Our first stop was a large storage room filled with material from the collec- tion of a German physician named Peter Hackhofer. "I bought different parts of this collection from Hackhofer in several crazy transactions," Jay said. "He used to lead me on incredible goose chases all over Germany. We'd end up doing business at three in the morning on the Autobahn, halfway between Cologne and Frankfurt. We'd be pulled over to the side of the road with the- atrical posters spread out on the roof of his car. Once, I went all the way to Germany to buy a collection that Hackhofer was going to broker, only to find out that the owner refused to sell. Months later, in New York, I met Hackhofer at a hotel. He'd brought with him a hundred posters, which, because his room was so small, he spread out in the hallway. He had to restrain me from attack- ing a bellboy who rolled over some of them with a luggage cart." The storage room contained hundreds of books, in German and French, as well as a silk pistol, a billiard-ball stand, a vanishing and appearing alarm clock, a cube- shaped metal carrying case for a spirit bell, and a paper box with a ribbon on it, which was about the size of a lady's handbag, and which Jay said was "a Victorian production reticule." I knew that I could have happily occupied my- self there for several hours, but he seemed eager to move on. We walked down another long corridor, past the erstwhile loan-servicing and accounting de- partments, and came to a locked door. As Rust unlocked it, Jay looked at me with a wry, I-will-now-have-my-liver-eaten-by-vultures sort of smile. We stepped into a square room, perhaps thirty by thirty. Bookshelves and glass-enclosed cabinets lined the walls, and tables and flat files filled the inte- rior. Separated from this room by a glass partition was a ten-by-twelve cubicle that had been Jay's office. It contained a desk, a wall of bookshelves, and a side table. Two automatons stood on the table. One, called "The Singing Lesson," was the creation of Jean-EugËne Robert-Houdin, the nineteenth-century watchmaker-turned-conjurer, who is considered the father of modern magic. The other was a Chinese cups-and-balls conjurer built by Robert-Houdin's father-in-law, Jacques Houdin. A large, framed color poster of Malini, advertis- ing his "Round the World Tour," hung on the wall to the left of Jay's desk. "I heard that that poster holds some sort of special significance for you, Ricky," James Rust said.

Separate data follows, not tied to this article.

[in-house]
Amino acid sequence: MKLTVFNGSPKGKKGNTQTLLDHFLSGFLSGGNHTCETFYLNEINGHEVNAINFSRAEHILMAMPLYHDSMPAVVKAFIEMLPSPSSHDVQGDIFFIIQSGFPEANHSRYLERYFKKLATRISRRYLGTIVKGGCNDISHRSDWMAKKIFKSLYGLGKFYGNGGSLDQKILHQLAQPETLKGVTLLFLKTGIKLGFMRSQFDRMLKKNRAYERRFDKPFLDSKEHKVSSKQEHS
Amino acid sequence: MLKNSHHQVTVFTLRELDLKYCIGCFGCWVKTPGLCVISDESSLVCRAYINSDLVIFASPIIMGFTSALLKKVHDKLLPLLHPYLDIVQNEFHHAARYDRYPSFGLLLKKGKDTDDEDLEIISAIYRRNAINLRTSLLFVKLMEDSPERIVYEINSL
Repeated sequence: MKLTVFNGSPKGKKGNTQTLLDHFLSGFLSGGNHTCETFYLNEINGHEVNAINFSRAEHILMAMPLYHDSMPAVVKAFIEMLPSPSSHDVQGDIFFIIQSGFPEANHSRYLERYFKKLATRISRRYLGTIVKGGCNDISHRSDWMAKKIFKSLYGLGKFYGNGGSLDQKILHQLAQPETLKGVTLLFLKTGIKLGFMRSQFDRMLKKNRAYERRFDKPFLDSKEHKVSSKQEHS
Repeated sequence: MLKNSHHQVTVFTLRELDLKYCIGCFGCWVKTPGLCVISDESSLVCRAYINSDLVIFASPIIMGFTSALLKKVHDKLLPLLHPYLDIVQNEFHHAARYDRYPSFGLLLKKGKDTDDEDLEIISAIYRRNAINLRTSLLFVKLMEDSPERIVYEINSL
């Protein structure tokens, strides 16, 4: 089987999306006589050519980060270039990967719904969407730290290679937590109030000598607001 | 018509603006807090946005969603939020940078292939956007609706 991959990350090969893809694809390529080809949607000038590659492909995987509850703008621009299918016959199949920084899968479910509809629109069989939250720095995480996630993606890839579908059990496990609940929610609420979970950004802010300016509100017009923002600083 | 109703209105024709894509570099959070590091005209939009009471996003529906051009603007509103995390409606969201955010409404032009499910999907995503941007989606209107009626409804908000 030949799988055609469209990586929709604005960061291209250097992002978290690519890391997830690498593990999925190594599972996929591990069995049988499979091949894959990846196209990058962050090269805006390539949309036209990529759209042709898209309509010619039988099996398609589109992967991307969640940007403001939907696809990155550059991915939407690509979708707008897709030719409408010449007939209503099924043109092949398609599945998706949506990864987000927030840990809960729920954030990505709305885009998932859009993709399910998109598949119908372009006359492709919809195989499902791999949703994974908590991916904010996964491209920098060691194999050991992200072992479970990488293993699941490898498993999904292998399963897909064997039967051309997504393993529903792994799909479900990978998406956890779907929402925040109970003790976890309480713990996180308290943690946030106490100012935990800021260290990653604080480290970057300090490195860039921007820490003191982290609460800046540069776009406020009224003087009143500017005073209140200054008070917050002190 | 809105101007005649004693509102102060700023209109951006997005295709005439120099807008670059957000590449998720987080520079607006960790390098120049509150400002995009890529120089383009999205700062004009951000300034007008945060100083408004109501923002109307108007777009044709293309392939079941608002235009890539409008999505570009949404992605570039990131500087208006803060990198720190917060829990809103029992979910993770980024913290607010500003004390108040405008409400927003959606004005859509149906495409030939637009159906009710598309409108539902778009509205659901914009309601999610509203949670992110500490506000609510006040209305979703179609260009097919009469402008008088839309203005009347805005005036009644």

Jay responded with an opaque, querulous stare that said, in effect, "Hey, pal, everything in this place holds special significance for me."

Along the back wall of the main room were shelved bound volumes of The Sphinx, The Wizard, The Conjurer's Monthly, The Linking Ring, The Magic Circular, Das Programm, La Prestidigitation, Ghost, The Magic Wand, The Gen, Mahatma, and other periodicals. I spent an hour and a half in the main room, exploring the contents of the file drawers, staring into the glass display cases, pulling books from shelves, admiring framed lithographs, and listening to Jay.

Ultimately, the experience was disquieting. Connected to virtually every item was a piquant vignette-a comic oddity, a compilation of historical or bio- graphical arcana-but each digression inevitably led to a plaintive anticlimax, because the tangible artifacts had now passed from Jay's care. I paged through the scrapbook of Edward Maro, "a Chautauqua-circuit magician who played the mandolin and did hand shadows." A Barnum & Bailey poster trumpeting automotive daredevils-"L'Auto Bolide Thrilling Dip of Death"-had been used by Jay when he was "writing a piece about crazy car acts for an automo- tive magazine." There was a lithograph of Emil Naucke, a corpulent charmer in a flesh-colored tutu, of whom Jay said, "He was a German wrestler in drag, he was a famous strongman, he had a theatre of varieties, and as part of his act he danced with a midget." A lithograph of Martini-Szeny depicted "a Hungarian Houdini imitator who wore chaps and a Mexican hat and used to have himself strapped to a cactus," Jay said. "I was going to write a book on Houdini imita- tors that I would call `Houdini: Howdini, Oudini, Martini-Szeny, and Zucchini, Pretenders to the Throne.' And with these reference books over here I could look up and see exactly where Martini-Szeny performed in, say, February of 1918. I bought this entire collection from an old circus artist in Atlanta who did a barrel act."

We wandered back into Jay's former office at one point. To his obvious an- noyance, Rust wound up the "Singing Lesson" automaton. While it was play- ing, Jay turned his attention to a book that had been sitting on his desk, a seventeenth-century copy of the first book on magic to be printed in Dutch. The front cover had become separated from the binding.

"That's nice," he said with sarcasm. "This was not detached."

Rust nodded in acknowledgment.

"That's creepy," Jay continued. "This was a really solid vellum binding.

That's why I don't want people in here who don't know how to handle books."

"Do you know how many hands have been here, Ricky?"

"Yes, and it's really creepy."